Philippine Pavilion makes grand exit from Venice Biennale

At the 57th Venice Art Biennale, our government scored a coup when the Philippine Pavilion landed in prime space. Located at the Artiglieri, an ancient artillery warehouse in the main venue, Arsenale, a former shipyard, the space was a generous 320 square meters or the size of a two-story house. Despite November being the low tourist season, over 7,000 visited the pavilion on the Sunday before the art fair's closing. The Philippines' return to the world's oldest art festival was a government initiative led by Sen. Loren Legarda, National Commission on Culture and the Arts, and Department of Foreign Affairs. Venice Biennale has been known for conceptual art which rejects convent...Keep on reading: Philippine Pavilion makes grand exit from Venice Biennale.....»»

Category: newsSource:  inquirerRelated NewsDec 27th, 2017

2017: Faith and clarity in the theater

  Less than two years since "change" cursed and killed its way into this corner of the world, and already, the theatrical landscape betrays heavily our collective frustrations with this era of blatant deceit. Where do we put our trust when our leaders lie so brazenly to our faces? The best productions I saw this year all have to do with that little thing called faith. If the world outside seemed bereft of clarity, one could look to the theater to provide an artistic flotsam unto which one could cling, if only for a mere couple of hours. 'Ang Pag-uusig' No other show came closer to approximating the culture of duplicity enabled by our present government than Tanghalan...Keep on reading: 2017: Faith and clarity in the theater.....»»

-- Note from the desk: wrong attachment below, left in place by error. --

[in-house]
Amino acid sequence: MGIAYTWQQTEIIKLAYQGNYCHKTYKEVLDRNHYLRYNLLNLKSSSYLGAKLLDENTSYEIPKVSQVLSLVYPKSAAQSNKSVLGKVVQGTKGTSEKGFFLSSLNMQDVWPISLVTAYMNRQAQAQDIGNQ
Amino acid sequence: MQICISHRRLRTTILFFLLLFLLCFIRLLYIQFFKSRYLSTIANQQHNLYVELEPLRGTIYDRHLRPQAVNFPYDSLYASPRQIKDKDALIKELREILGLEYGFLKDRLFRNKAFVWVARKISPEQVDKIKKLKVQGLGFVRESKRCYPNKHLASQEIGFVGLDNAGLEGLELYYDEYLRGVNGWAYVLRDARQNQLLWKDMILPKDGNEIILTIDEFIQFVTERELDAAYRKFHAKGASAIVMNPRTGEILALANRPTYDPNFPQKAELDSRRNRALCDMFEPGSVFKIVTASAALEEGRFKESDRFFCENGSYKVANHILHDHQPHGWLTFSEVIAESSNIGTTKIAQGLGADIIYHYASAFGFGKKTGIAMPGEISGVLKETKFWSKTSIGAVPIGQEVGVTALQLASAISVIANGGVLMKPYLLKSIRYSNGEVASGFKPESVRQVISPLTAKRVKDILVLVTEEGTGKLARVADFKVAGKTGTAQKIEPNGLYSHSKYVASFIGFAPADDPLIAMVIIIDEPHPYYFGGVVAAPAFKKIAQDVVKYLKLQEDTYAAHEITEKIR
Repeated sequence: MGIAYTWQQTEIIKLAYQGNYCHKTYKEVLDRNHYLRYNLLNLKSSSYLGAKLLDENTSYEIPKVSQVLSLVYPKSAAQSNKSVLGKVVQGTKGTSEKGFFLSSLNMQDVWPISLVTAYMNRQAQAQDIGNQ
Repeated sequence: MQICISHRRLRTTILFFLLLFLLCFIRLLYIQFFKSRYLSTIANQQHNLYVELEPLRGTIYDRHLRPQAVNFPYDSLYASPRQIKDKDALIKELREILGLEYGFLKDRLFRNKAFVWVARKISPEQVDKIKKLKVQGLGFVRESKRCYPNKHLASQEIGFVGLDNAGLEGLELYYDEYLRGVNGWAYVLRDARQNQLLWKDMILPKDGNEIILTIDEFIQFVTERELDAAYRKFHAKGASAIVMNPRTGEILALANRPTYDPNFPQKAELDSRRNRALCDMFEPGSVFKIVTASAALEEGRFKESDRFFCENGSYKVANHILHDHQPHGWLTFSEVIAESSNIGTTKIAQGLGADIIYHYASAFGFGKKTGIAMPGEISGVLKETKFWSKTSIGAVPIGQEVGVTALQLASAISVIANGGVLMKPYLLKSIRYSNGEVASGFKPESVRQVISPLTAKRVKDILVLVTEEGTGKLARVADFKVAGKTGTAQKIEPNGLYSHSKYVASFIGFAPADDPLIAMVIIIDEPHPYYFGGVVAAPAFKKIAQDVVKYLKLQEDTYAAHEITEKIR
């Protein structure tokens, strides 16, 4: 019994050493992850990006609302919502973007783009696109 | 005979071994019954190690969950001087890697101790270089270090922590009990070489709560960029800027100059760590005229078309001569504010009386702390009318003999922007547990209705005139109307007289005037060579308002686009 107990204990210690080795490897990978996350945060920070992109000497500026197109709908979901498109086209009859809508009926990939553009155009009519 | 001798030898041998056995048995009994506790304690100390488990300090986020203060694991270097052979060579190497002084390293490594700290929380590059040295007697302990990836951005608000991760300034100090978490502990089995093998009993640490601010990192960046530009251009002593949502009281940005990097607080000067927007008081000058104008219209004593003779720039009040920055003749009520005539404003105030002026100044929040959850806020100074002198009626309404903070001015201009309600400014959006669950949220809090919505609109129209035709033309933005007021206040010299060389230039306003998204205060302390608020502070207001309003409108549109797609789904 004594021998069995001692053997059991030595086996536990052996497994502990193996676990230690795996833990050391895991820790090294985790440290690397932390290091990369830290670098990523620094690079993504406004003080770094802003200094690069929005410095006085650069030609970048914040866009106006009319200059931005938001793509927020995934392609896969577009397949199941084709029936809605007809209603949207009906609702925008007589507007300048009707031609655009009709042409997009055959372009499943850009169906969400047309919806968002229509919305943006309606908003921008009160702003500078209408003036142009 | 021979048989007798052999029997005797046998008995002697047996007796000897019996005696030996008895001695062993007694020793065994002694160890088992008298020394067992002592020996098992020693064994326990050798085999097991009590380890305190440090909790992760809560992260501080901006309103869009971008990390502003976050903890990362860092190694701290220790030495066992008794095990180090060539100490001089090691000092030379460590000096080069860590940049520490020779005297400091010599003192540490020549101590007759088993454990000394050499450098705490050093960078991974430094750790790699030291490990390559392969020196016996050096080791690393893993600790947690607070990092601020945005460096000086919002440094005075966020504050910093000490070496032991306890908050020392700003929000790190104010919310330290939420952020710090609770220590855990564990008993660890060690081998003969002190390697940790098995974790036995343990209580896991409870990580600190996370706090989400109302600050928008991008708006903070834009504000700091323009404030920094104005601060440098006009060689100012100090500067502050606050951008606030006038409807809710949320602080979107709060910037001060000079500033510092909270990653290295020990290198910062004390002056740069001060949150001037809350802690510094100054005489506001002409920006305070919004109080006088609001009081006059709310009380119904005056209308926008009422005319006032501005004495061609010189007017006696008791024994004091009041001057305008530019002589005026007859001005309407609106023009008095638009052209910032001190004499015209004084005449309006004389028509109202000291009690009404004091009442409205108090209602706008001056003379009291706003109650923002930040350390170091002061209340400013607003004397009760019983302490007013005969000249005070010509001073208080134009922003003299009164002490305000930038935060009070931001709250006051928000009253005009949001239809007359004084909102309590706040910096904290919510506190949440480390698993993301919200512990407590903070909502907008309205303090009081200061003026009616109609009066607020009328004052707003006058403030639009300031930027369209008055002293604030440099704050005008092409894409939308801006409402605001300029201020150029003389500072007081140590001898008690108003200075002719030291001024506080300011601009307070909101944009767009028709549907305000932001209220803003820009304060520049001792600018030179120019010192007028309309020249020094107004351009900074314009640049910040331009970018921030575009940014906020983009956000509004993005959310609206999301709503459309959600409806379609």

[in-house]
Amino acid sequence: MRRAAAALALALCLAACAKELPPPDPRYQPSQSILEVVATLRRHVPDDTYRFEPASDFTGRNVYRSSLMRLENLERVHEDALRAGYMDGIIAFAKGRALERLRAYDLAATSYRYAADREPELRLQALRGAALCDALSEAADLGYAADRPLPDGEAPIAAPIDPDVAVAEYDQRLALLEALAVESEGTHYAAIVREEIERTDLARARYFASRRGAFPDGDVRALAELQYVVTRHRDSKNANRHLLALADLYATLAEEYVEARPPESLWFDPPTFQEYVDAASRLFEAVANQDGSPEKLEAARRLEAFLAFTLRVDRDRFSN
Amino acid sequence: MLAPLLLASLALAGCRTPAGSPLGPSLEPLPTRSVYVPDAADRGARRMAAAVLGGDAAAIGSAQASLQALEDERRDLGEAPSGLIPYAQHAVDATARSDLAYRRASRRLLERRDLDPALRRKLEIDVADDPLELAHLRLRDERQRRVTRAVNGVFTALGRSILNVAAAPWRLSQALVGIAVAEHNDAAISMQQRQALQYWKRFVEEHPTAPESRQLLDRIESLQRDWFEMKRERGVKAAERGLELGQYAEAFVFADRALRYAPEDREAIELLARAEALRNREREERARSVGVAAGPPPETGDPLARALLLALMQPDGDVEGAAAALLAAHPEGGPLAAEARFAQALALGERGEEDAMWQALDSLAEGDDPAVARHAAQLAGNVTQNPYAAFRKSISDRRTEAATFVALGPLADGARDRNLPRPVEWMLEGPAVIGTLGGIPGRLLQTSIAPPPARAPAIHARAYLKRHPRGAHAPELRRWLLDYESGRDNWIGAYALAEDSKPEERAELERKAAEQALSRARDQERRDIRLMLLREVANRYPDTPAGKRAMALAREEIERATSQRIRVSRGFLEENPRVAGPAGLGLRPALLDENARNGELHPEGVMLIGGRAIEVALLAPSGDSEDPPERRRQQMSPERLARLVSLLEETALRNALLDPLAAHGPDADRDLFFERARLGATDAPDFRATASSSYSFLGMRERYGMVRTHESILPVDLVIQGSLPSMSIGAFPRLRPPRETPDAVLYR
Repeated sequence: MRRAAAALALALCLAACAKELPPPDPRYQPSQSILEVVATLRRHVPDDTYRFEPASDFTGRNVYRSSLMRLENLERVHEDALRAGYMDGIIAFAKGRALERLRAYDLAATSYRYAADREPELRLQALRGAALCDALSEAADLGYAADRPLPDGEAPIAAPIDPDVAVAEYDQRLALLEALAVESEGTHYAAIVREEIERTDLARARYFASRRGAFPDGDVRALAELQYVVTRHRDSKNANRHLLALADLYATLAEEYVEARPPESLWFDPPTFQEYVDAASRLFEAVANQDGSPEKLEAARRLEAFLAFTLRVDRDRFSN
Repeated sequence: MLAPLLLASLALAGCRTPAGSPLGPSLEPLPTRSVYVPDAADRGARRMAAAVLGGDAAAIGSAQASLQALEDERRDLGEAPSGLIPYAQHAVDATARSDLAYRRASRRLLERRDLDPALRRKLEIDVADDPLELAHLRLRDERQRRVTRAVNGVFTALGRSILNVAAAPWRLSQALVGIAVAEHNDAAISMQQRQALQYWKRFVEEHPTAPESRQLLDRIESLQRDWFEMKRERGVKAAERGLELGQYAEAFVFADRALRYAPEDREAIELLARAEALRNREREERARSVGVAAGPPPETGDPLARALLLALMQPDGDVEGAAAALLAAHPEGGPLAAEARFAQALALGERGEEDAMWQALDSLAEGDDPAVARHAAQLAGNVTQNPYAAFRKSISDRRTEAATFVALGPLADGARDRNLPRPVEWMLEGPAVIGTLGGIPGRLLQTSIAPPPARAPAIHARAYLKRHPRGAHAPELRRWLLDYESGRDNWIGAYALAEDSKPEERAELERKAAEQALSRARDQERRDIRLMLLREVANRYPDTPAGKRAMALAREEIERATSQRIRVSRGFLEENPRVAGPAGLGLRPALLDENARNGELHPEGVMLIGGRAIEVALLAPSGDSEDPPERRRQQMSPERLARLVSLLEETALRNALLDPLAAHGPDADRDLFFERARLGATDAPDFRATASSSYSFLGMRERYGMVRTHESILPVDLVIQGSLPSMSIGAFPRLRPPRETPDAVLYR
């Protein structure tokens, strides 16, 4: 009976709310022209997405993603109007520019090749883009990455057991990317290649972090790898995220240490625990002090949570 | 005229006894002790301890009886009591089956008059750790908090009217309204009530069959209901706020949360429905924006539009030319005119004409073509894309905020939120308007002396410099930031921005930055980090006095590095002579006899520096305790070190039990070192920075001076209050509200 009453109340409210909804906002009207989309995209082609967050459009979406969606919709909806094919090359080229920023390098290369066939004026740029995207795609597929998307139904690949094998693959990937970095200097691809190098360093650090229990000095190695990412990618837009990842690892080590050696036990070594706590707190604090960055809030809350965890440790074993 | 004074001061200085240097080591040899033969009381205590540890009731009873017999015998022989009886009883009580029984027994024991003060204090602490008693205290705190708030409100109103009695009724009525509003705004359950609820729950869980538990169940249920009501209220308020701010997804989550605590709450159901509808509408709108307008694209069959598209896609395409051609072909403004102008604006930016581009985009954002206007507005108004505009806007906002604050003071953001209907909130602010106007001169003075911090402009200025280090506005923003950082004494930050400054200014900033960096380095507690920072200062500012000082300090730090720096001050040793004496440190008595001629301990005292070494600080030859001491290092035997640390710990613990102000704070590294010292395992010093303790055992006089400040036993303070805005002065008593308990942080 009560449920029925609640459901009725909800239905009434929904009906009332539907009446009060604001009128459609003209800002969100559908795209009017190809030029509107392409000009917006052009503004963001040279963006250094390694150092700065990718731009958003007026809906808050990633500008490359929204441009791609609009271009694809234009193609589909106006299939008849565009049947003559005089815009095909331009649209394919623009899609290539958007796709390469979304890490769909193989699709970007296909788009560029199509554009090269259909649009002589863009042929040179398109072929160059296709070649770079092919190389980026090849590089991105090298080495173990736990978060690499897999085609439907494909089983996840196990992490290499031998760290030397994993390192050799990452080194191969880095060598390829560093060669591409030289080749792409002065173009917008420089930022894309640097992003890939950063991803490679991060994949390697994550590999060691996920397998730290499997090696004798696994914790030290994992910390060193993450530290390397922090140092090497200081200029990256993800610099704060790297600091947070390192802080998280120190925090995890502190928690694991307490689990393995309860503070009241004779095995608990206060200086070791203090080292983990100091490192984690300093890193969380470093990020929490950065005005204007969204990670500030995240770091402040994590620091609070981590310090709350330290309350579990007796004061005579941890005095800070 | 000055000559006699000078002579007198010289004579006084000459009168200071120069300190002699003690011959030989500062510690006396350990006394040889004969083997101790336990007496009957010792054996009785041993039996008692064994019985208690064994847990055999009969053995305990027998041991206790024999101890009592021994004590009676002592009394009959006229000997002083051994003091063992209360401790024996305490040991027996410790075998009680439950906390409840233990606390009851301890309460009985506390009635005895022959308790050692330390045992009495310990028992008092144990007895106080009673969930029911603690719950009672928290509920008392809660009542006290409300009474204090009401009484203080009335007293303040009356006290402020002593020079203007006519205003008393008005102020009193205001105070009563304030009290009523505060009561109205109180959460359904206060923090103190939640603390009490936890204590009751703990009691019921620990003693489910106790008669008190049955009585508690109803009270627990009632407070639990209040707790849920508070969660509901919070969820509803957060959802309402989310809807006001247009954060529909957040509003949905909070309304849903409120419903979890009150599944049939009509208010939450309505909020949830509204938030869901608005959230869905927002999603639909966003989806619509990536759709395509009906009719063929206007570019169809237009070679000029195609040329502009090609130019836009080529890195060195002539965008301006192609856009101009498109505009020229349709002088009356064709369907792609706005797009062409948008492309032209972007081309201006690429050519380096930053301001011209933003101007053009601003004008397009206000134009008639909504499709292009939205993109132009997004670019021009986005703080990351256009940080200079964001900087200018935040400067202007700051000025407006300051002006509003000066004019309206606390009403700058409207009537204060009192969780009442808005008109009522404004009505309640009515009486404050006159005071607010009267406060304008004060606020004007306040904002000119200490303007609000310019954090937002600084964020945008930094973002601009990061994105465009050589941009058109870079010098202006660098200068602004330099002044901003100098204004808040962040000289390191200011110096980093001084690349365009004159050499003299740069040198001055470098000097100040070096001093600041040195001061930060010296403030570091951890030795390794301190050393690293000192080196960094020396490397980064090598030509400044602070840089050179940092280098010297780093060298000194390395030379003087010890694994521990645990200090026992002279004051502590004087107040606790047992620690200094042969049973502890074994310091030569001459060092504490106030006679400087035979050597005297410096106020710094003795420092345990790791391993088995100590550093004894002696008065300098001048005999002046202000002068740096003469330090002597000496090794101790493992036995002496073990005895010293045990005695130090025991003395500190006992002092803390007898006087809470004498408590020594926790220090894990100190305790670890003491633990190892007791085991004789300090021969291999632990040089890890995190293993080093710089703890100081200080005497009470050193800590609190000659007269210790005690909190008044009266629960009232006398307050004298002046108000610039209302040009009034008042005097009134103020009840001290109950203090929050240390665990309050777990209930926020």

Category: newsSource:  inquirerRelated NewsDec 22nd, 2017

As Olympics near, South Korea agonizes over post-Games costs